As you can see in this 30-second video, I can easily clean it but if I made a $10,000 bet on it and had to do it in front of a crowd, I’d probably choke.

Stockade skinny HillsideThe stockade skinny at Hillside (the ‘Browner’, named after the first—and thus far, only person to have cleaned, Ray Brown; video here) is the most challenging skinny in the metro area and possibly the entire state.  It’s all or nothing. As designer/dirt boss Rich Omdahl wrote:

The Browner is in its own class of evil. I’ve never even made it half way across it. I designed that thing to have 8 layers of difficulty. The first one you contend with is that I built it at the top of a climb on an uphill slope with an off camber entry. Then it gets harder.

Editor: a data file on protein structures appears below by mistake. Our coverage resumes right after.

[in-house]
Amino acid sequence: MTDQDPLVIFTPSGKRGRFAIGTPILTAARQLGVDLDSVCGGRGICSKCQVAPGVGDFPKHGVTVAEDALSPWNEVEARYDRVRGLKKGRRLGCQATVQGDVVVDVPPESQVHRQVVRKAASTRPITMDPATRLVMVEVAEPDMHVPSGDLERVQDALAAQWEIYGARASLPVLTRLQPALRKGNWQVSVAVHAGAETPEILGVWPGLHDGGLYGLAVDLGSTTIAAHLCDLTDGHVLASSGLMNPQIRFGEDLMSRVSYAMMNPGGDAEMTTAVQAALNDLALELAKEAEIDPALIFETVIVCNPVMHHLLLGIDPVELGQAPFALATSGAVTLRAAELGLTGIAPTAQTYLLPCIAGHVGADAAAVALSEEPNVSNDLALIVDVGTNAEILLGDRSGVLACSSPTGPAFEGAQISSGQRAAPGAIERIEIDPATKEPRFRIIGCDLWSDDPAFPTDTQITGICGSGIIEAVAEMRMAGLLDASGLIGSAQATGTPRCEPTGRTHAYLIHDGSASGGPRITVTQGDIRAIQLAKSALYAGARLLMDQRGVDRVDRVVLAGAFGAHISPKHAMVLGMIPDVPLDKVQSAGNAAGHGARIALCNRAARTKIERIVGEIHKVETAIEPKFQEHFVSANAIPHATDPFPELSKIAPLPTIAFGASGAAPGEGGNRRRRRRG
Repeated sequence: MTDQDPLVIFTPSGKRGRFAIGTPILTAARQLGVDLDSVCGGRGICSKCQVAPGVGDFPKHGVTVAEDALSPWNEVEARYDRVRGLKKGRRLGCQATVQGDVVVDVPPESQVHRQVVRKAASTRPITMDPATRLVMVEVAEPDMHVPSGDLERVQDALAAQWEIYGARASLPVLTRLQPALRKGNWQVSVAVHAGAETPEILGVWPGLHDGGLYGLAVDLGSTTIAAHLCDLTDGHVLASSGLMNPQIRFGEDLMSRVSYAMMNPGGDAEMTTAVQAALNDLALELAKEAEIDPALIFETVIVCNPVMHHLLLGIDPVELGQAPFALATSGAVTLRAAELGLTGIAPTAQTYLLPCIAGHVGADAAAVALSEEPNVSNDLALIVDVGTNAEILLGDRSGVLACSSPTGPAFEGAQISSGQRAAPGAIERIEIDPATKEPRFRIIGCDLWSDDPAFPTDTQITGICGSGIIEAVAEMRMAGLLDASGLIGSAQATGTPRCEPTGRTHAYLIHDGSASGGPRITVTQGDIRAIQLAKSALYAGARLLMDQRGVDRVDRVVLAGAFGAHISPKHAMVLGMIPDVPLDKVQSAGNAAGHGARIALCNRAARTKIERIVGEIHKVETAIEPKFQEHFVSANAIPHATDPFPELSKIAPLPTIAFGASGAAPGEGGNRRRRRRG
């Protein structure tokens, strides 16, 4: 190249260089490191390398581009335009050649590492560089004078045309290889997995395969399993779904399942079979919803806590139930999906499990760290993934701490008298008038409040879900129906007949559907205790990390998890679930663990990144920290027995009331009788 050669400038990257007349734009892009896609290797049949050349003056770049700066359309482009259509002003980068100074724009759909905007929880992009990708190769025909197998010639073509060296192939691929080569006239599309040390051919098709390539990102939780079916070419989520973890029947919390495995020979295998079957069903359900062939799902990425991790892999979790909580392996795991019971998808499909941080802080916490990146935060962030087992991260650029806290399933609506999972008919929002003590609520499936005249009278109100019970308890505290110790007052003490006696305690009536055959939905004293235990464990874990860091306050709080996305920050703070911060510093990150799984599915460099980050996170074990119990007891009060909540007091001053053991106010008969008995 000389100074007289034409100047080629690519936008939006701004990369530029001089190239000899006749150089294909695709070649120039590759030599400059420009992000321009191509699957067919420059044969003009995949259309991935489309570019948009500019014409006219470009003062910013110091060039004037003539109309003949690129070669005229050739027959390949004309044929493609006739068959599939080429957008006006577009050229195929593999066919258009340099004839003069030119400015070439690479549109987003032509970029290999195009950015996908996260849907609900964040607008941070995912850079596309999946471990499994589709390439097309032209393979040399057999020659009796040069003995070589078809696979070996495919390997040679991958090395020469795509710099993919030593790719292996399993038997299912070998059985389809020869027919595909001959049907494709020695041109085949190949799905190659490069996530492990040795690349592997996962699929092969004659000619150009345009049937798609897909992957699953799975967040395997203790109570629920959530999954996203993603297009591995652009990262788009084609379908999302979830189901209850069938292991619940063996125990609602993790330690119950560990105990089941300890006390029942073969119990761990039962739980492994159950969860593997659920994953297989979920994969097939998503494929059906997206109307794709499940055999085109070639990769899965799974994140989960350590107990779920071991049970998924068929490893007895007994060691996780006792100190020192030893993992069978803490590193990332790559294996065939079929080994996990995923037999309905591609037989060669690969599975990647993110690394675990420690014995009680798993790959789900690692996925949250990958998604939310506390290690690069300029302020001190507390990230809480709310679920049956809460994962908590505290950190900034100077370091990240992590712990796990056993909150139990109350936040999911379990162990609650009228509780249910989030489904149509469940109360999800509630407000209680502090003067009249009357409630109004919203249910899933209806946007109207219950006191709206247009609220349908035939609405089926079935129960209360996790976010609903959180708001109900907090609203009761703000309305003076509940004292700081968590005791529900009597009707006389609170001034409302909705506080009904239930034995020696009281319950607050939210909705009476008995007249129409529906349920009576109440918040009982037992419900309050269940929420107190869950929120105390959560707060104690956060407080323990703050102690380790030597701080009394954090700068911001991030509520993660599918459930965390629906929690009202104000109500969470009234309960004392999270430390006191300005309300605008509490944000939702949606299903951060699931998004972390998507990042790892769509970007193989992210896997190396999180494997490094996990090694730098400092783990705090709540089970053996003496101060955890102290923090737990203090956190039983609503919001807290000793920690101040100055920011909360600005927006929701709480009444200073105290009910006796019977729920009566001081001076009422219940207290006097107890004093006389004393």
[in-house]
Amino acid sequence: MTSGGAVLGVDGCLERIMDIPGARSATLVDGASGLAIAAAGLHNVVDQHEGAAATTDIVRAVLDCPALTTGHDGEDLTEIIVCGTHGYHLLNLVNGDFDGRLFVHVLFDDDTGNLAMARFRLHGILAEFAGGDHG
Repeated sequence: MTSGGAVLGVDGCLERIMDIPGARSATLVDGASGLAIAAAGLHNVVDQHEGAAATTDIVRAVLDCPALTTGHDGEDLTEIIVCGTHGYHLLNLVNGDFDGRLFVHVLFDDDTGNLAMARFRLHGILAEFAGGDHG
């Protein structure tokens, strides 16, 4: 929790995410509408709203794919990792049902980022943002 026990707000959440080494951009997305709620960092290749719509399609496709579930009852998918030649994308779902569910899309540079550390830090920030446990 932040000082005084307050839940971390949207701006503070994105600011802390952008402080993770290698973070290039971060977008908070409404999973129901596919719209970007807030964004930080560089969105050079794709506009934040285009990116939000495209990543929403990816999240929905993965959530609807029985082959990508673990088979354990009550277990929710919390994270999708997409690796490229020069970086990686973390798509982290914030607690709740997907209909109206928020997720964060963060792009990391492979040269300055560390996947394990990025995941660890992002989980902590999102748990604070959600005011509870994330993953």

Most local expert riders could probably clean the Browner if was a foot off the ground but the danger of not making it at its current height is a big psychological barrier for most of us. Danny MacAskill and Ryan Leech would be bored with it, but they have their psychological barriers, too.

Somewhat related: A friend of mine remarked recently that he thought the arguments to legalize exploding fireworks (eg, firecrackers, cherry bombs, etc) were off-base. "Why not just enjoy the explosions that are set off by the professionals?" he asked. I said to him: "Because a big part of the fun is in managing the danger."

See all my blog posts tagged with the word ‘skinnies.’

Sessioning: my favorite way to practice mountain bike skills and more fun in a group